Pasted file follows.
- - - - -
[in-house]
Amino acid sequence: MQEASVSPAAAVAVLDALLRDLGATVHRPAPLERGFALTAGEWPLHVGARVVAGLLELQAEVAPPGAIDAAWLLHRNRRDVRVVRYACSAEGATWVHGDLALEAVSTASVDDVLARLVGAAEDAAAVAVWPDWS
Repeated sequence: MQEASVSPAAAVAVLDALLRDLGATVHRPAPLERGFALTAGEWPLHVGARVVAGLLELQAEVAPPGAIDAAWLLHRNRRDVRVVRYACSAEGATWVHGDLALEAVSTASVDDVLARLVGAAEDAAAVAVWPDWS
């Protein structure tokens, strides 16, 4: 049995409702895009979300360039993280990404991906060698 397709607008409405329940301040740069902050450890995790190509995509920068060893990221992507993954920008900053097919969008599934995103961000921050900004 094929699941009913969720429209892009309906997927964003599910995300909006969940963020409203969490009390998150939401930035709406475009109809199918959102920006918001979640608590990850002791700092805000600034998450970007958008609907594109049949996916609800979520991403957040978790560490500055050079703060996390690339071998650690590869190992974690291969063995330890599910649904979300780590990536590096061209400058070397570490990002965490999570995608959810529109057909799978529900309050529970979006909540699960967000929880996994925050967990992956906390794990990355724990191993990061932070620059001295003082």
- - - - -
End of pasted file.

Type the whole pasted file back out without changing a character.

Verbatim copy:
[in-house]
Amino acid sequence: MQEASVSPAAAVAVLDALLRDLGATVHRPAPLERGFALTAGEWPLHVGARVVAGLLELQAEVAPPGAIDAAWLLHRNRRDVRVVRYACSAEGATWVHGDLALEAVSTASVDDVLARLVGAAEDAAAVAVWPDWS
Repeated sequence: MQEASVSPAAAVAVLDALLRDLGATVHRPAPLERGFALTAGEWPLHVGARVVAGLLELQAEVAPPGAIDAAWLLHRNRRDVRVVRYACSAEGATWVHGDLALEAVSTASVDDVLARLVGAAEDAAAVAVWPDWS
């Protein structure tokens, strides 16, 4: 049995409702895009979300360039993280990404991906060698 397709607008409405329940301040740069902050450890995790190509995509920068060893990221992507993954920008900053097919969008599934995103961000921050900004 094929699941009913969720429209892009309906997927964003599910995300909006969940963020409203969490009390998150939401930035709406475009109809199918959102920006918001979640608590990850002791700092805000600034998450970007958008609907594109049949996916609800979520991403957040978790560490500055050079703060996390690339071998650690590869190992974690291969063995330890599910649904979300780590990536590096061209400058070397570490990002965490999570995608959810529109057909799978529900309050529970979006909540699960967000929880996994925050967990992956906390794990990355724990191993990061932070620059001295003082």